A double is a word that performs the functions of two parts of speech simultaneously. There are various ways for this to occur, so do not think we offer an exhaustive list of doubles.
Six Common Doubles
To determine the primary role of any word in a sentence, you should ask yourself if the word names (nouns), describes (adjectives), or has another specific task. The task of the word within a sentence is its syntactical function. There are six common doubles in English:
- Possessive nouns act as nouns and adjectives.
- Possessive pronouns act as nouns and adjectives.
- Adverbial nouns act like adverbs and nouns.
- Participles act as verbs and adjectives.
- Gerunds act as verbs and nouns.
- Infinitives act as verbs and nouns; verbs and adjectives; or verbs and adverbs.
In addition, indefinite and demonstrative pronouns can act as adjectives when appearing next to nouns.
A possessive noun can be a proper or common noun, punctuated to indicate ownership. Ownership describes another noun or pronoun, so the word is acting as an adjective.
Alice’s new book is selling well.
The dog’s owner is cruel.
A possessive pronoun indicates ownership of a noun or pronoun. As with possessive nouns, ownership describes another noun or pronoun.
I would to meet her family.
Where is its owner?
An adverbial noun acts as an adverb by indicating distance, time, weight, or value. If a noun indicates how much or to what degree an action or state exists, the noun is acting as an adverb. Adverbial nouns are sometimes called adverbial objectives.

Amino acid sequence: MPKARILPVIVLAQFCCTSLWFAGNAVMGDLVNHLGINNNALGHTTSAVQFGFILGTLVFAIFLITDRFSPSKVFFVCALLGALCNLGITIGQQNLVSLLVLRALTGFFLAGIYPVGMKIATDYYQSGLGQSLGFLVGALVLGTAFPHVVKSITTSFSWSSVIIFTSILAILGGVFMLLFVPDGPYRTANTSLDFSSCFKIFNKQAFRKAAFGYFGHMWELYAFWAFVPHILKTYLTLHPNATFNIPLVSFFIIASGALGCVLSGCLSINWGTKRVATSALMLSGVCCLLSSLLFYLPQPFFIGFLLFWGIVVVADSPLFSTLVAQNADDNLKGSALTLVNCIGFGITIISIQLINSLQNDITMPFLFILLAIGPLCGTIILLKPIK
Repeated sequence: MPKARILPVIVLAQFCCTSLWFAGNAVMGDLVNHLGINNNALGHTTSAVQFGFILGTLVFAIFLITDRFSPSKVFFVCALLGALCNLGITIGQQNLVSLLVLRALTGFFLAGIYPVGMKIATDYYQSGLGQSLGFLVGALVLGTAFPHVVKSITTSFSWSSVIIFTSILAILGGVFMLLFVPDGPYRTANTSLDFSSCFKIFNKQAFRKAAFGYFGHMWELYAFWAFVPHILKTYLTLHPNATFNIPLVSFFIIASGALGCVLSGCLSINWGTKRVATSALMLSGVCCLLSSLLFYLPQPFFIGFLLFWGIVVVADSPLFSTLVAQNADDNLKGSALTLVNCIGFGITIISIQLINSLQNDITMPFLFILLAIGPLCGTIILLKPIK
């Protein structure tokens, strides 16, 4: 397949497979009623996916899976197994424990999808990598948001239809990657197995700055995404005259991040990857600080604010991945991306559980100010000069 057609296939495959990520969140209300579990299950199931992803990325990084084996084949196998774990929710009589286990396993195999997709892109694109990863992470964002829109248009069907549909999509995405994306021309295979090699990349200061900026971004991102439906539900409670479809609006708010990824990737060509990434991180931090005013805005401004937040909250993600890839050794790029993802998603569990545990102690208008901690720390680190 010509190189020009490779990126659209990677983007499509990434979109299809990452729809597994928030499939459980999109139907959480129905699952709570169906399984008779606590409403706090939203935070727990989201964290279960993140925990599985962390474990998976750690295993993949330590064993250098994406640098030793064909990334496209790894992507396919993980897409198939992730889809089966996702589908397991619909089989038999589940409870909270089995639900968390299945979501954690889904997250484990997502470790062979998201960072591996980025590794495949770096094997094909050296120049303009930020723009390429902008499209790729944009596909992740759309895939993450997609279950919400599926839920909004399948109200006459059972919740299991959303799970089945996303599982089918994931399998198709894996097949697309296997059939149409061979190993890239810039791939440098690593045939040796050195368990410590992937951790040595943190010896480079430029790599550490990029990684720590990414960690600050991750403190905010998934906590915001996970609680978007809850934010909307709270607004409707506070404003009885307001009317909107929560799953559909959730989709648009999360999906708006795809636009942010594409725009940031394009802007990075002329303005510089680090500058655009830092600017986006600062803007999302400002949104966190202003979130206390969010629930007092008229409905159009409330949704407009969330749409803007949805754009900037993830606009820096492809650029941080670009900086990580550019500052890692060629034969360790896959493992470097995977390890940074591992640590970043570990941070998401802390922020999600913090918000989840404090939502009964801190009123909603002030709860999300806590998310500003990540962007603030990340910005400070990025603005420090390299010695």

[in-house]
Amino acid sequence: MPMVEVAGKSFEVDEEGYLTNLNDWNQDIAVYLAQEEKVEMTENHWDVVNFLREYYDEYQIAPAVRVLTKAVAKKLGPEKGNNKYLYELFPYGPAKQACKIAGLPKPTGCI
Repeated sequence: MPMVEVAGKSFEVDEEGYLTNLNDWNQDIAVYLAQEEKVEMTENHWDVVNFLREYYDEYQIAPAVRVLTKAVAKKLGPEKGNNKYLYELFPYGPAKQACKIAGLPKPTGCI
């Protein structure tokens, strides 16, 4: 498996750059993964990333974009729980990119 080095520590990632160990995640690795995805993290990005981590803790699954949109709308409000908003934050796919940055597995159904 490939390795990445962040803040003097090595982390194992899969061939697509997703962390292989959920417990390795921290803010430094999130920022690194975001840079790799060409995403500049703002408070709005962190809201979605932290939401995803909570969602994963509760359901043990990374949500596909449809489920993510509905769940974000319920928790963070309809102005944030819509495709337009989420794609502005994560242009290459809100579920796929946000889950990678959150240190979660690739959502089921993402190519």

The large cat might weigh twenty pounds.
He will attend the meeting next month.
The noun phrase twenty pounds answers the adverbial question how much? The words twenty and pounds are nouns, relying on each other for meaning. While month is a conceptual noun, it can also indicate the time for an event.
Remember that some nouns can be converted to adverbs by adding a suffix. If a group meets monthly we know it meets every month. If a noun has an adverbial form, the noun can be an adverbial noun.
A participle is a conjugated verb acting as an adjective. Before identifying participles, locate the simple predicate verb in a sentence. After you locate other verbs, determine if they modify nouns.
We visited a lake known for its clear water.
The verb known follows and modifies the noun lake. The participle introduces a description, which participles often do.
A gerund is a verb conjugated with the ending -ing. Gerunds act as nouns and verbs. Identifying another verb as the simple predicate allows you to recognize gerunds acting as nouns.
Elizabeth goes running every morning.
Elizabeth’s running is a noun and a verb. In the example, running is a conceptual noun for a hobby or special interest.
The infinitive form of a verb is the verb preceded by to. Simple examples are to be and to walk. Infinitives can act as verbs, nouns, adjectives, and adverbs. Analyze infinitives carefully before assuming one is acting like a noun.
Roland enjoys planning stories to write more than writing them.
To plan is easier than to do.
Scholastic Writer’s Desk Reference. New York: Scholastic, 2000. (ISBN: 0439216508)
Barnet, Sylvan, Pat Bellanca, and Marcia Stubbs. A Short Guide to College Writing. Penguin Academics. 2nd ed. New York: Pearson/Longman, 2005. (ISBN: 0321224698)
Christ, Henry I. Modern English in Action, Ten. Boston: D. C. Heath and Co, 1965.
Ellsworth, Blanche and John A. Higgens. English Simplified. 10th ed. New York: Pearson Education, 2004. (ISBN: 0321104293)
Mulvey, Dan. Grammar the Easy Way. Hauppauge, N.Y: Barron’s, 2002. (ISBN: 0764119893)